Introduction to the Seychelles
A byword for tropical beauty, the Seychelles is an archipelago located in the Indian Ocean to the north east of Madagascar. However, as well as being a popular tourist destination, the Seychelles has established itself on the map as a modern and competitive offshore financial center.
Advantages of the Seychelles
In a mostly open, globalized economy, there are many low-tax jurisdictions for investors to choose from when considering where to locate an international company, depending on their specific needs. The Seychelles’ offering includes politically stability, a predictable legal framework with corporate legislation based on English law, a flexible international business company format with minimal requirements, and no taxation provided certain conditions are met.
There are two main company law statutes in the Seychelles: the Companies Act 1972, which is largely used by local companies trading within the Seychelles; and the International Business Companies Act 2016, under which most international companies are formed. Here, we contrate on the latter of the two statutes.
International Business Companies
The most widely-used vehicle for offshore operations in the Seychelles, the IBC normally takes the form of a private company limited by shares, but can also be a limited life company. Statutory requirements are minimal and flexible:
- Only one director and one shareholder is required
- Shareholders, directors and officers need not be resident in the Seychelles and there is no stipulation as to their nationality
- Shareholders and directors meetings need not be held in the Seychelles and can be held by telephone or other means of electronic communication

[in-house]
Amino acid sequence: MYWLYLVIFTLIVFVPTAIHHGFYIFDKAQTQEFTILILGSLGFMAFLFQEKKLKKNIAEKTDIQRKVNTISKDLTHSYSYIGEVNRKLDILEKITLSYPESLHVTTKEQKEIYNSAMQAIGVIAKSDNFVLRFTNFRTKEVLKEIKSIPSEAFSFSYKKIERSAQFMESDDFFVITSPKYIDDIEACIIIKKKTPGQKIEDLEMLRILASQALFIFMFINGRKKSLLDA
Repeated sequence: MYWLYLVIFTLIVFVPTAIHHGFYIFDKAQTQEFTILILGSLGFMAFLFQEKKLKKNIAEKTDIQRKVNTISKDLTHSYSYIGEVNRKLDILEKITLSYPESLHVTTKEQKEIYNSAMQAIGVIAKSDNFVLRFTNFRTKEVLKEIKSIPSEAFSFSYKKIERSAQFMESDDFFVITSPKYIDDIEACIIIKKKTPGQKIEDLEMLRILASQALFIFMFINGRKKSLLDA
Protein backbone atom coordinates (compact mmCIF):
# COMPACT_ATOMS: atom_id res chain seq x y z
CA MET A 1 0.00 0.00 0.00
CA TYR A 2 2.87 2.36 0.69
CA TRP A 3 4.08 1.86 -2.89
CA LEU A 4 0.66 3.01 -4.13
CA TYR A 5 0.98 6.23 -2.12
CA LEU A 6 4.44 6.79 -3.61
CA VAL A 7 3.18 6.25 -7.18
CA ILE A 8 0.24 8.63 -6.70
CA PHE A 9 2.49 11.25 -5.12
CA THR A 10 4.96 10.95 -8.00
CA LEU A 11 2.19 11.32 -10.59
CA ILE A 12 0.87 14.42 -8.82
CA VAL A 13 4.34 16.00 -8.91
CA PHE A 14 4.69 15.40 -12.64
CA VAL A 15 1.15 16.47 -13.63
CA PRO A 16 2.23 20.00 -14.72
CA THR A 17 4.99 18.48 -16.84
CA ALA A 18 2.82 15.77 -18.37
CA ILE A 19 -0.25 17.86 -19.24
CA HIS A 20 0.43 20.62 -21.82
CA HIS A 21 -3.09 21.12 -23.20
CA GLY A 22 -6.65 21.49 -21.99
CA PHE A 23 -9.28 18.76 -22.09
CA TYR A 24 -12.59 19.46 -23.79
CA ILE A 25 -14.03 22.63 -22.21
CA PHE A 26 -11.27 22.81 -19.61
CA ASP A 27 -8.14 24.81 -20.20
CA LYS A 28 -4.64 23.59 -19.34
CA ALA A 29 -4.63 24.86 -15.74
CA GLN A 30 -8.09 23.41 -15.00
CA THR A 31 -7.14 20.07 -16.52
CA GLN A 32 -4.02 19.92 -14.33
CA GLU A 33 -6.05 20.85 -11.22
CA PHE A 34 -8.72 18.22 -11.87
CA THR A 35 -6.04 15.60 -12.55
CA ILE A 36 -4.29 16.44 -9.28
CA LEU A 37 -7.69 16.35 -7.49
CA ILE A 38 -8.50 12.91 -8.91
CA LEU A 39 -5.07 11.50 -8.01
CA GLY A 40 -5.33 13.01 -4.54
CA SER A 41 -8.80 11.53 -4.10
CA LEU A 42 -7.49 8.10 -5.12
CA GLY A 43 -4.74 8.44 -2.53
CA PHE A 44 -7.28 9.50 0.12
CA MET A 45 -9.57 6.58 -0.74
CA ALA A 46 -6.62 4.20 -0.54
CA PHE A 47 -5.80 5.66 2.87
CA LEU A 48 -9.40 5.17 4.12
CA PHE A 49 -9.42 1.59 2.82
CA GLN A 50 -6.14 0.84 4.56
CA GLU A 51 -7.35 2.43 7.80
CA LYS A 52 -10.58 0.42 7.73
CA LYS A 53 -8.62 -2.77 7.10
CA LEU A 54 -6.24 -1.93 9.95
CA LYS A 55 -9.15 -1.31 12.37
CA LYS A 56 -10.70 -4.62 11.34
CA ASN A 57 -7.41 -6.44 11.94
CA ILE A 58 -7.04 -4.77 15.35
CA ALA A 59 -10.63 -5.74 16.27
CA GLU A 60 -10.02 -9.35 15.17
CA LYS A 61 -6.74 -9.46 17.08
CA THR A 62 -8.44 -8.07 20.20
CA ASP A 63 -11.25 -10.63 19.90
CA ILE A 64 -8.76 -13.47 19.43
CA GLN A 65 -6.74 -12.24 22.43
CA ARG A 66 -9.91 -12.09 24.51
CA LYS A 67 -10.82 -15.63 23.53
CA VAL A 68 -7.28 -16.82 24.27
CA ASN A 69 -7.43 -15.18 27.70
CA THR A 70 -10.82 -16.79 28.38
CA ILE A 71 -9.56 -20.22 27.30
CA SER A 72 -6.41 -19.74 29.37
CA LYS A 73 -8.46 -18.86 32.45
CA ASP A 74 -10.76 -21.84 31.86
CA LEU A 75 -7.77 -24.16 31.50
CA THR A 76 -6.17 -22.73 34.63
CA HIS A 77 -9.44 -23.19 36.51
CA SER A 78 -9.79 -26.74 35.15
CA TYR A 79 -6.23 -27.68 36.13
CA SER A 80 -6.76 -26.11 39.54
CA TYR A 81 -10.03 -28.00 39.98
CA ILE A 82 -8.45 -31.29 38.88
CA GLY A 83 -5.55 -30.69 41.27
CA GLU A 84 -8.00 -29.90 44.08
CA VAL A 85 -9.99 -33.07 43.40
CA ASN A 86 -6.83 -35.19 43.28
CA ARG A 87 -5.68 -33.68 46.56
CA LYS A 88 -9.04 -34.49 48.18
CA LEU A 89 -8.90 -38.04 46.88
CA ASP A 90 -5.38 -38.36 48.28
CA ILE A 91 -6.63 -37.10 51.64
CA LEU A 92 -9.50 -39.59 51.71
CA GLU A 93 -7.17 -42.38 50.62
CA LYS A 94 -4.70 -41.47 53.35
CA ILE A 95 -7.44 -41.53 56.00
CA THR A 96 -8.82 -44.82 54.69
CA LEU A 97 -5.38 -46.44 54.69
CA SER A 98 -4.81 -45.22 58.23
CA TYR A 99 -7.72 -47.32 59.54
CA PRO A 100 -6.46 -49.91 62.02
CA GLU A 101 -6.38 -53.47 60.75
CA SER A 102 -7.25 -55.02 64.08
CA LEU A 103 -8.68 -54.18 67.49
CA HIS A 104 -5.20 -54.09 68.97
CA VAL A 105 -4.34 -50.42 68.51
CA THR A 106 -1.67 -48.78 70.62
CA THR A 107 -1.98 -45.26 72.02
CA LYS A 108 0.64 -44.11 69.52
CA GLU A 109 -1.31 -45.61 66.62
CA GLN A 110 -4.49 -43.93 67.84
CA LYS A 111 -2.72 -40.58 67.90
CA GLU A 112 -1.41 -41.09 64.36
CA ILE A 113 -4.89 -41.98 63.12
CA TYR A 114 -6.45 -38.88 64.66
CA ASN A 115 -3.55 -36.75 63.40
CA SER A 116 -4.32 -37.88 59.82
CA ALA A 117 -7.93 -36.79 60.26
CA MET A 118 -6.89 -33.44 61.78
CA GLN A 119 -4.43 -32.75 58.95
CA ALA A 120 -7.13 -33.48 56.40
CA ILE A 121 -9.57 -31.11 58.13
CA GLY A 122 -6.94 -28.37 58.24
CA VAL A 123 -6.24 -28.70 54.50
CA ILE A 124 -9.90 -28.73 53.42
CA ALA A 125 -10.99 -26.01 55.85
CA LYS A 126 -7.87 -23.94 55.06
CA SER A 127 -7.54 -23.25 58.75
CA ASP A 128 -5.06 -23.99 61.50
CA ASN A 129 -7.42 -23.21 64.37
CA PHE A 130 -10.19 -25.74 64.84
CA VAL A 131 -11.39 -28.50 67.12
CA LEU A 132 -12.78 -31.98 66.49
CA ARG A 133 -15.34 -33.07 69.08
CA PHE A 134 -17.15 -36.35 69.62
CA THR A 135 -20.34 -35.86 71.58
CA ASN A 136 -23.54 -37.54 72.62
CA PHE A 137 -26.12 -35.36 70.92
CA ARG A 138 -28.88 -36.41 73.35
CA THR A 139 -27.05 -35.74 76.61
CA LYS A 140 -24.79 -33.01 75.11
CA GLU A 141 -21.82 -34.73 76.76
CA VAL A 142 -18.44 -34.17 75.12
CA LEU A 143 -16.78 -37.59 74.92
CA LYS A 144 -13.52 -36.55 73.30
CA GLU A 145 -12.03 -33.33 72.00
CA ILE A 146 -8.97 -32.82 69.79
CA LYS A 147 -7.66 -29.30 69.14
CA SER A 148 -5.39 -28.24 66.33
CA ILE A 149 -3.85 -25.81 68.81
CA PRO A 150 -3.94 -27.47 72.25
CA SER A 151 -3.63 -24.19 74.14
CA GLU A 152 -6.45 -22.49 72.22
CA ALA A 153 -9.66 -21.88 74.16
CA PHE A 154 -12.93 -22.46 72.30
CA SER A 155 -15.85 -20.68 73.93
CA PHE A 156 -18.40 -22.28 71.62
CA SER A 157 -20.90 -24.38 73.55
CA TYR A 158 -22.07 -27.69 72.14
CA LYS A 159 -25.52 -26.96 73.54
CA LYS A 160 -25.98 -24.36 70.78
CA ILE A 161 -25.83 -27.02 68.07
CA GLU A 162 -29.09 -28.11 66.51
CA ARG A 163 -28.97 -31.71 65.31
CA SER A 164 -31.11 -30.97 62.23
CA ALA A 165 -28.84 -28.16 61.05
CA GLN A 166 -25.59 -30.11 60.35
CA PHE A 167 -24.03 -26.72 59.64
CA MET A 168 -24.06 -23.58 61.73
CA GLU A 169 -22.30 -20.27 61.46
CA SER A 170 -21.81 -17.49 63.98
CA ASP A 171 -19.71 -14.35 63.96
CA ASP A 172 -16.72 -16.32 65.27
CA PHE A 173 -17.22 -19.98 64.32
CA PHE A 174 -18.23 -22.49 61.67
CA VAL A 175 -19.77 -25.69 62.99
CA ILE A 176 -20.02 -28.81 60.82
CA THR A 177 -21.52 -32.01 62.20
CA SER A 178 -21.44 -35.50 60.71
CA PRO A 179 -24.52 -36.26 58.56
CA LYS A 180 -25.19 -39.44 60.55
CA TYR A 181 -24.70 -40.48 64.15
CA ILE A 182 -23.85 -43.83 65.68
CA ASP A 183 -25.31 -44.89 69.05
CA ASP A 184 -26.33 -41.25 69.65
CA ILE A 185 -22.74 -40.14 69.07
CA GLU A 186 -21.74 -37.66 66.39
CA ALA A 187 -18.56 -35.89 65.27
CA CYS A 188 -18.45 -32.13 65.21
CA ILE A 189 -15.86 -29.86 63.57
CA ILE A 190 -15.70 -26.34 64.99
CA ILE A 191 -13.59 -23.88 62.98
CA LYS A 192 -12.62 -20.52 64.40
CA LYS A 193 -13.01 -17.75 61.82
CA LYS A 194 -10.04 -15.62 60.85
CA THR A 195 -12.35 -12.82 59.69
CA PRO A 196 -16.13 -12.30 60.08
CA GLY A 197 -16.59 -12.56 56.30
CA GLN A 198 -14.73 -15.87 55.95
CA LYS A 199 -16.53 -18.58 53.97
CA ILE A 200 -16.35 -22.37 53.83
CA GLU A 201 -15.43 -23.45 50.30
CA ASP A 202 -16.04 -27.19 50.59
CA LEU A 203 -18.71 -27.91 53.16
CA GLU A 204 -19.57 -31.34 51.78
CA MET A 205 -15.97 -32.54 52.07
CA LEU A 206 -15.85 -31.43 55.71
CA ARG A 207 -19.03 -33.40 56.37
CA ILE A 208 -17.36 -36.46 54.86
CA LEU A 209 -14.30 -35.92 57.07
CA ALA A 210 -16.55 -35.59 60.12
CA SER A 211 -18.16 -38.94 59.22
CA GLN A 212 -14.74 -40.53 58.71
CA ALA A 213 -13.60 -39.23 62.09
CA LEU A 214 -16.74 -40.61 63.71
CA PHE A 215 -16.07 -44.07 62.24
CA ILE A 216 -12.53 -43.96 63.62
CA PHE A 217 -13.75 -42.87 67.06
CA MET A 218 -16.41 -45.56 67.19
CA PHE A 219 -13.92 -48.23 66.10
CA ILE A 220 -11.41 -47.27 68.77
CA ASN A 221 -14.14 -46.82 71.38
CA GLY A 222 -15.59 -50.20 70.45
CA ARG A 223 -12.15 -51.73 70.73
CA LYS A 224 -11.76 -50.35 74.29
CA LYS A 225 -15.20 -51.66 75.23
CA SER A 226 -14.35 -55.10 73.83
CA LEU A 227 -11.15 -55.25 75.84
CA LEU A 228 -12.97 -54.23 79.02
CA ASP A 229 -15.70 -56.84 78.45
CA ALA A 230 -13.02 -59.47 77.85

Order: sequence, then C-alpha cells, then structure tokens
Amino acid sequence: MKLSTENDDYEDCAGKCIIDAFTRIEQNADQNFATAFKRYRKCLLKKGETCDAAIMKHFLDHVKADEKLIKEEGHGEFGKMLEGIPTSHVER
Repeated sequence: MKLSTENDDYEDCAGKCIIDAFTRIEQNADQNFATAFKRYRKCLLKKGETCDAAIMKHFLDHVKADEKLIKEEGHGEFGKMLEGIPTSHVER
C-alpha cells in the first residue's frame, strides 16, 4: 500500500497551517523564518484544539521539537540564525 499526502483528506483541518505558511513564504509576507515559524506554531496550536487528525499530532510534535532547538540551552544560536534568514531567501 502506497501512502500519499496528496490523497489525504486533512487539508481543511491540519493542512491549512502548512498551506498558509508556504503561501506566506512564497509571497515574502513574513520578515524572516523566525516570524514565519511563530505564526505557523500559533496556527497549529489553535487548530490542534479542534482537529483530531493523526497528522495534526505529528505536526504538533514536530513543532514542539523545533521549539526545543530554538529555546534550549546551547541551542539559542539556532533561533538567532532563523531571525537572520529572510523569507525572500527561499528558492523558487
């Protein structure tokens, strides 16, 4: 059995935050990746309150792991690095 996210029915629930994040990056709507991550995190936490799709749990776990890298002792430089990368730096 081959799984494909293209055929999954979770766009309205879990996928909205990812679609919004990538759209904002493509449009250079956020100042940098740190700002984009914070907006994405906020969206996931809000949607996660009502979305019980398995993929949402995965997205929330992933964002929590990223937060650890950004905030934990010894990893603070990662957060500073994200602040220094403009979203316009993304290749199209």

- There is no minimum capital requirement, although shares must be registered. A Seychelles IBC may not issue bearer shares.
- While accounting records must be kept, there is no need for these to be audited.
- A copy of the share register must be kept in the Seychelles. This rule also applies to a register of directors and officers.
- The Memorandum and Articles of Association are the only documents to be held on the public record; beneficial ownership information is known only by the registered agent.
IBC status is granted subject to certain conditions:
- No business may be transacted with residents of the Seychelles
- No ownership interest in real property in the Seychelles is permitted; property may be leased for office use only
- Banking or trust business may be carried on only if an appropriate license is issued
- Likewise, a license is required to carry on insurance or re-insurance business
- Engaging in the business of company management or providing registered facilities for Seychelles-incorporated companies is not permitted.
IBCs are permitted various activities within the Seychelles without compromising their offshore status under the Act; these include:
- professional contacts with lawyers, accountants etc.
- preparation and maintenance of books and records
- the holding of directors’ or shareholders’ meetings
- ownership of shares in other Seychelles companies, whether under the Act or the Companies Act 1972
- ownership of Government or Central Bank securities
- ownership of a vessel registered in Seychelles.
There is a flat incorporation and annual renewal fee of USD100, irrespective of the level of share capital, which may be unlimited.
Incorporation typically takes around 24 hours.
Other company forms
Besides local companies and IBCs, legislation in the Seychelles enables the formation of special license companies, limited partnerships, protected cell companies, trusts and foundations.
The Seychelles has a territorial income tax regime, and provided that an IBC does not trade within the jurisdiction, they are generally exempt from the Business Tax (25 percent on the first SCR1m (USD69,580) and 33 percent on the excess) and from withholding taxes. However, IBCs cannot utilize the Seychelles’ network of double tax avoidance treaties.